'Morse keyer code'
I am relatively new to "PICing", but have a protoboard, a programmer,
and some 16F84s with which to learn.
I also have the PicBASIC compiler from MEL. So far, my efforts have been
flashing LEDs, raeding switches, sending RS-232 to a PC,
and reading an ADC0831.
I've seen a few postings about "simple" morse code keyers, and would be
interested in using that as a project to learn more about the PICs.
Then I could include that functionality in a project which is a
simple/low cost digital display for homemade radios I build.
Most of the keyers seem to use the low-end PICs, such as the 12C and
16C5x. I assume that is for cost and size considerations. Am I correct
in the belief that the same code should run on the 16F84. I'd like to
stay with that chip because of the EEPROM which makes debugging easier.
Is there any "freeware" code for a CW keyer? I've always found the best
way to learn a new programming language is to look at somebody else's
code and see how it works.
Does it make any sense to try to write a keyer program in PicBASIC? I
know this may offend the assembler purists, but I had to ask.
How about using a hybrid of PicBASIC and inline assembler for the
time-critical routines, interupt handlers, etc.?
I haven't had this much fun since my 8008, 8080, Z80, 6502 days. Any
sugestions would be appreciated.
|On Tue, 10 Feb 1998 14:55:07 -0500 jim nestor <home.com> writes: nestoji
>Then I could include that functionality in a project which is a
>simple/low cost digital display for homemade radios I build.
PICs make good frequency counters. Without external components (other
than amplifying the signal up to TTL levels), any PIC can count a 50 MHz
signal to a single cycle. This is usually just right for homemade HF
radios. Once the frequency is counted, advanced features can be added
like adding/subtracting IF from the displayed frequency, or "locking" the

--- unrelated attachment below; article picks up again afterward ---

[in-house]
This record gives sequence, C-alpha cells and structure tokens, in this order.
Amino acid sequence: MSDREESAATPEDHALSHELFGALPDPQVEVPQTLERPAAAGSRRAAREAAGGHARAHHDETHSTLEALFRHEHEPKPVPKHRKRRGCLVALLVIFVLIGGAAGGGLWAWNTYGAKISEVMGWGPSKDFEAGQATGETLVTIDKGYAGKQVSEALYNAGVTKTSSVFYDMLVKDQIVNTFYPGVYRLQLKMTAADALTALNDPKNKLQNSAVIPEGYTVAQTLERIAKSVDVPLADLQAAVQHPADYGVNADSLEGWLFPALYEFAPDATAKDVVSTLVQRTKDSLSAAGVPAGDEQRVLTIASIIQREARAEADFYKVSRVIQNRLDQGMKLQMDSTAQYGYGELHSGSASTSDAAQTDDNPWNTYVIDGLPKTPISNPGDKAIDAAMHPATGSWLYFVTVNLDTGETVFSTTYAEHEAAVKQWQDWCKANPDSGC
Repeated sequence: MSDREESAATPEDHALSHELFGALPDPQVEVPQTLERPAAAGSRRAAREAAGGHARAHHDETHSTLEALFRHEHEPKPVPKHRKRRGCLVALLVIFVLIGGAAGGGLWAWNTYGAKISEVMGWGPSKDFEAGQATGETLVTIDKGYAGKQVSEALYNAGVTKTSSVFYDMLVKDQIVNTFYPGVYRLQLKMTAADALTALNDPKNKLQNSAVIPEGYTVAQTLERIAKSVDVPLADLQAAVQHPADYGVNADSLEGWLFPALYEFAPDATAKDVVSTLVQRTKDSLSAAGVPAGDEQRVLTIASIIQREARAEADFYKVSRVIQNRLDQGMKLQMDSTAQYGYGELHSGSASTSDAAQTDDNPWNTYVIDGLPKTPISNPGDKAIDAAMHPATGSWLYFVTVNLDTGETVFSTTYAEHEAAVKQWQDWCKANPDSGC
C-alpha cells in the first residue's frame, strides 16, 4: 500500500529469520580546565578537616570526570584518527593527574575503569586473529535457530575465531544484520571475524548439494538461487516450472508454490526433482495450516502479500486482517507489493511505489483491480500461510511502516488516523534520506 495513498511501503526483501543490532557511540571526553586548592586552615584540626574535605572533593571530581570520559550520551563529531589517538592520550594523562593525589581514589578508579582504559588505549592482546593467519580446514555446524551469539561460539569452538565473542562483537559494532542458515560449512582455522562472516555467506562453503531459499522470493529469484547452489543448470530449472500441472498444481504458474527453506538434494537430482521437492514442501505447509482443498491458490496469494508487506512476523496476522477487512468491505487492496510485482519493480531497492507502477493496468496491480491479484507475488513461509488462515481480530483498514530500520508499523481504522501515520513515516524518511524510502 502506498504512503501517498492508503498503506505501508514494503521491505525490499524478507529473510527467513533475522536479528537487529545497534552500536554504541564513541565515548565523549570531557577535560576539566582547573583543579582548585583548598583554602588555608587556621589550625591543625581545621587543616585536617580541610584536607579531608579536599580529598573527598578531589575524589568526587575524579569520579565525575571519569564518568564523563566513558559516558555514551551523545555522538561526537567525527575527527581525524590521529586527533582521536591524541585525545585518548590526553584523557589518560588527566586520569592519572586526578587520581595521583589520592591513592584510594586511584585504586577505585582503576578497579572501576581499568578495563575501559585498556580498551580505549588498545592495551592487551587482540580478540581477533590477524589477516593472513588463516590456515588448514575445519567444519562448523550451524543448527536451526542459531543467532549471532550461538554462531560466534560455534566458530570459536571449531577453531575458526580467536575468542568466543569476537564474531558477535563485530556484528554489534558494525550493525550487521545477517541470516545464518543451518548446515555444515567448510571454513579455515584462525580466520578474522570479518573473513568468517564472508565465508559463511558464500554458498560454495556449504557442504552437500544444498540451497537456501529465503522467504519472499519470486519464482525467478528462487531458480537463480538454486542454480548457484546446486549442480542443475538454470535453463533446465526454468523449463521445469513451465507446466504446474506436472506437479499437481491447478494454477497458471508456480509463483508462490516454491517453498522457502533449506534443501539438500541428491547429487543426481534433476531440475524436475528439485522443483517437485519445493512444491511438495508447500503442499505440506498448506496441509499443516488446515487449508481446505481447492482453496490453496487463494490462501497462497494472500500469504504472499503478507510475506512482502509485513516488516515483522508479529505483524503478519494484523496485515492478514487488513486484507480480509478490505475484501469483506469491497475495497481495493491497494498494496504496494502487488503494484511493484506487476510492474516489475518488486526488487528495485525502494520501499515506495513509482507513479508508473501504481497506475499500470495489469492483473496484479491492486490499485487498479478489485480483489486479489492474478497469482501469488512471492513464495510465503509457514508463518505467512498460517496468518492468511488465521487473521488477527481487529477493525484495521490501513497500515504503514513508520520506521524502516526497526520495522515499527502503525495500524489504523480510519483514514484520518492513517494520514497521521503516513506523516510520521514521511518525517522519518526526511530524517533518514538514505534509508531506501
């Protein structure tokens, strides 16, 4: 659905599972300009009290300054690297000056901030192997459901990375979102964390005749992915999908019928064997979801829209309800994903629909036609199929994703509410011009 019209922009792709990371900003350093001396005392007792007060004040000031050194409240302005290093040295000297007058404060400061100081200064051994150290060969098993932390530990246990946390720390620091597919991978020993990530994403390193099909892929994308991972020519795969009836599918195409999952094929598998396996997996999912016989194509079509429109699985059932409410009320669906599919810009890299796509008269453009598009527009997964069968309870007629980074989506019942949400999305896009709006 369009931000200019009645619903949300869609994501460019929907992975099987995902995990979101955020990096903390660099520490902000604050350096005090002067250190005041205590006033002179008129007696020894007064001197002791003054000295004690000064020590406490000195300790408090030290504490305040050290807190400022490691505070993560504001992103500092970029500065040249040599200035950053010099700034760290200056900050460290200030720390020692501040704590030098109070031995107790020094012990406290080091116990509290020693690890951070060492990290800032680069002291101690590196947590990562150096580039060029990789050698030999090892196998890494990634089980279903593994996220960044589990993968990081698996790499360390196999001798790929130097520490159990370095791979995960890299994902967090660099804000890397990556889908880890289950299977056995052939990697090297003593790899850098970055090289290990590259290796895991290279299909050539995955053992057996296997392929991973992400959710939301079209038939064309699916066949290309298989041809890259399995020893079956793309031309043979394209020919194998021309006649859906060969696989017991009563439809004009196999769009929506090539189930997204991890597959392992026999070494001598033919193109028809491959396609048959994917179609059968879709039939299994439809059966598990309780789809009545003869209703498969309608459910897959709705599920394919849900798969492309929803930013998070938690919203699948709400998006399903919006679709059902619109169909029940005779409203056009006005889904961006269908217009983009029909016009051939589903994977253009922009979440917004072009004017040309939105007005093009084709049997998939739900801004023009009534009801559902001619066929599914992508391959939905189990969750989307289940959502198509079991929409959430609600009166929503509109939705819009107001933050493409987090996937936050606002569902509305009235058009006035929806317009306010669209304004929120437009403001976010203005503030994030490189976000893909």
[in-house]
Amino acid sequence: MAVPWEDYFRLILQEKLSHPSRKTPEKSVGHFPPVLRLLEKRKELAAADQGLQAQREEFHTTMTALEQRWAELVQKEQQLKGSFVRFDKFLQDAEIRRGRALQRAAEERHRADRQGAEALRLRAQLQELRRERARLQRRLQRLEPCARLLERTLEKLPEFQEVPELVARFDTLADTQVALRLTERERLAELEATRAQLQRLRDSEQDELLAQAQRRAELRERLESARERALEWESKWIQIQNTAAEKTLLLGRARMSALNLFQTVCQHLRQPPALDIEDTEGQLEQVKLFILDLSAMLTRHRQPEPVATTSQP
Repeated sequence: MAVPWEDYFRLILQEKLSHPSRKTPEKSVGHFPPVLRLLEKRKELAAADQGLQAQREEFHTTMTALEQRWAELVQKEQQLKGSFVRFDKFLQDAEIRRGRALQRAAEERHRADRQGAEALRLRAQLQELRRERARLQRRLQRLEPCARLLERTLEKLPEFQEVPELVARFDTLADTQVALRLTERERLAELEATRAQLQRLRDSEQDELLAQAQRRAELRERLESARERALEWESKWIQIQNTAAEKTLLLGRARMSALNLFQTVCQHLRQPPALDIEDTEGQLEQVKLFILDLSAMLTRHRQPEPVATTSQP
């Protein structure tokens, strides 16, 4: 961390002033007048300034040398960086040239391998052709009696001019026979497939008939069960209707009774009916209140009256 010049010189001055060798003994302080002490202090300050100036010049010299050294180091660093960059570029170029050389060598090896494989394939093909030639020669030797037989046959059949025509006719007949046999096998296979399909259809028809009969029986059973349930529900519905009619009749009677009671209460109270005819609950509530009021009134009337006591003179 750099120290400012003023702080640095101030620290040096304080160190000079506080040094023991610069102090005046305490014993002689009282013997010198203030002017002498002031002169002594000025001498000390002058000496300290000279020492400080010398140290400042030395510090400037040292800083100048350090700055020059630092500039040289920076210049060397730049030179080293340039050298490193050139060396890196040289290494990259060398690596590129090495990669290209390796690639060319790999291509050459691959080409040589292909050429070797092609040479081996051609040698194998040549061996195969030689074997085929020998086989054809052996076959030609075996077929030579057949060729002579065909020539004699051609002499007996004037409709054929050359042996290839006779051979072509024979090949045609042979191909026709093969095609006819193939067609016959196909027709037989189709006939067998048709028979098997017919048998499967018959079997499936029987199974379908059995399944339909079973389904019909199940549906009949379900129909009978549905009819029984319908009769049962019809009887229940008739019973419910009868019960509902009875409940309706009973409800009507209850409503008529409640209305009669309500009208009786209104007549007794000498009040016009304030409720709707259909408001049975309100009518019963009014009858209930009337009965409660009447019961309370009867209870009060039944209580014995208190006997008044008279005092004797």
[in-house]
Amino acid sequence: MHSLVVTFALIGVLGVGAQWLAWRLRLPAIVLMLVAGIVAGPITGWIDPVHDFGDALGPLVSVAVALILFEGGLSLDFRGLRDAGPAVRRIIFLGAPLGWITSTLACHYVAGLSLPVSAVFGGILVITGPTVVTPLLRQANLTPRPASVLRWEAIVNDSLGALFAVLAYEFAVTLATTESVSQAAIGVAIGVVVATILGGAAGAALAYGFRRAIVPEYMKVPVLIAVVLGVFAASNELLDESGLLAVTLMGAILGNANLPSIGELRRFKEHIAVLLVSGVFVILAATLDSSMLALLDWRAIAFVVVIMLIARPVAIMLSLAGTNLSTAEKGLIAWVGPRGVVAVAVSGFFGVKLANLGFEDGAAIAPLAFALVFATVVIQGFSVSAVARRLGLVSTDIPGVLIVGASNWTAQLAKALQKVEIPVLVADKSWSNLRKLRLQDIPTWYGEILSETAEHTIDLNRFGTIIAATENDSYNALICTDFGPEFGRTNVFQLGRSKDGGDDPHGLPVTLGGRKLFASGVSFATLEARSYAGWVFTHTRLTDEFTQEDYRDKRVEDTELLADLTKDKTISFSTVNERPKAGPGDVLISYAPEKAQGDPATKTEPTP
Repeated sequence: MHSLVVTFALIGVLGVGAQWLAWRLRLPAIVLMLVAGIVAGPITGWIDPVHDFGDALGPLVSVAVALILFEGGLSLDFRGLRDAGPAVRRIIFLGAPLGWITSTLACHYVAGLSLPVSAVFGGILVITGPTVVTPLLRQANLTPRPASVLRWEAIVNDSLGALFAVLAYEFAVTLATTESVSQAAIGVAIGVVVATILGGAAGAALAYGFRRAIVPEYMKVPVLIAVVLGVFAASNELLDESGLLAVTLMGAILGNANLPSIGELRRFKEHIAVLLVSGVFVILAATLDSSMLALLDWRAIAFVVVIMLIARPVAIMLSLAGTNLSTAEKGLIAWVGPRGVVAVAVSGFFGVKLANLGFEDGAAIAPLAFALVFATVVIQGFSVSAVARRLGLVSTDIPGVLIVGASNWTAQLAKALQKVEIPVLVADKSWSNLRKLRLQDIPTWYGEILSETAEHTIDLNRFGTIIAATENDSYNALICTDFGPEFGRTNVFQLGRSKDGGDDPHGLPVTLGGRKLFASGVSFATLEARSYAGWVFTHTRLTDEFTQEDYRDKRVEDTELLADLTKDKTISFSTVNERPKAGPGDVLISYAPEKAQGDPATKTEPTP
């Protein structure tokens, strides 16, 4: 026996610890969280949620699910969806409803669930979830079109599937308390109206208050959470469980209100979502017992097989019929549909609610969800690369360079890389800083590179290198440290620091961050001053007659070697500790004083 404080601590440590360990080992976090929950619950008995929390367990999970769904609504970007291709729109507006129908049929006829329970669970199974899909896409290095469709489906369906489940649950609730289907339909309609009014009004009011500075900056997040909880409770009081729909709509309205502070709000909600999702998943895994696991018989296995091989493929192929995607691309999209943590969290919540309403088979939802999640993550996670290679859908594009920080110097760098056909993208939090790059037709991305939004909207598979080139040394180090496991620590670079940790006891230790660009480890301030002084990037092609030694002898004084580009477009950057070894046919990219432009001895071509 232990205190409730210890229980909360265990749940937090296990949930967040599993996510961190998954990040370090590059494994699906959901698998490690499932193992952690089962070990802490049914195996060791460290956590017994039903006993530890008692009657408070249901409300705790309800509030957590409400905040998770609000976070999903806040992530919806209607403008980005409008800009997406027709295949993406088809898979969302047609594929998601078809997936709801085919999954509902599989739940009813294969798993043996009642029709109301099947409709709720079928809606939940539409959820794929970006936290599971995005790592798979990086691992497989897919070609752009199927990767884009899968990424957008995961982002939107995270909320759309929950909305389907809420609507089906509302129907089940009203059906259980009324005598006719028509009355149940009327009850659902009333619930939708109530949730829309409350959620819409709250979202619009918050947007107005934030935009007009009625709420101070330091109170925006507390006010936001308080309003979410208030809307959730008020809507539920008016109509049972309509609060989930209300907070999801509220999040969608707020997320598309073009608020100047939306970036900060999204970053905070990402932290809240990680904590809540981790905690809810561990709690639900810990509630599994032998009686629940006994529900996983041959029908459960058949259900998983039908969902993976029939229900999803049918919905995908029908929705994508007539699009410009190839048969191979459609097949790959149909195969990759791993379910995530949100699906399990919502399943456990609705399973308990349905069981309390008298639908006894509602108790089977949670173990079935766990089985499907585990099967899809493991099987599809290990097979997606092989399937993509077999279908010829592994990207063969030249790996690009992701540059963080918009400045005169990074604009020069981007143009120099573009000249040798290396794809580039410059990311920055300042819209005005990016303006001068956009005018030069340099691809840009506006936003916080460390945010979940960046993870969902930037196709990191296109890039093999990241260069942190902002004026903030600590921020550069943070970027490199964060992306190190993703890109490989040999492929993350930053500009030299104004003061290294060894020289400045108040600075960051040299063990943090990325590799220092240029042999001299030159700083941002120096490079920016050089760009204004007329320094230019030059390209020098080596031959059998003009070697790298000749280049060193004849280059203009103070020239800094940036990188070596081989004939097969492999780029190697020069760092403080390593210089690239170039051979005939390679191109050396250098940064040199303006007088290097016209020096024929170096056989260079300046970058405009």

frequency to compensate for slow drift.
The CW keyer functions could possibly even be in the same PIC. Likely
you'd need to go to a PIC with more than 1 hardware timer to do both
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Mike Keitz wrote:
> PICs make good frequency counters. Without external components (other
> than amplifying the signal up to TTL levels), any PIC can count a 50 MHz
> signal to a single cycle. This is usually just right for homemade HF
> radios. Once the frequency is counted, advanced features can be added
> like adding/subtracting IF from the displayed frequency, or "locking" the
> frequency to compensate for slow drift.
How ? a prescaler is out of the question if your
counting "to a single cycle"
You must mean 5MHz
email: cousens.her.forthnet.gr phone: + 3081 324450, 380534 peter
snailmail: Folia, Agia Fotini, Karteros, Heraklion Crete, Greece.
Check out the 50MHZ frequency meter at http://www.picpoint.com
under the projects section. I cobbled one together last nite on a SIMM
Stick. There are a couple of typos in EFMETER.asm (WDTE instead of WDT
in the declarations and a ": " instead of a "; " in one of the comments.
I can't read the Italian but the source is commented in English. I only
needed it to work to 30MHZ and it does that nicely. 3 digits and an
exponent with very low parts count .
Peter Cousens wrote:
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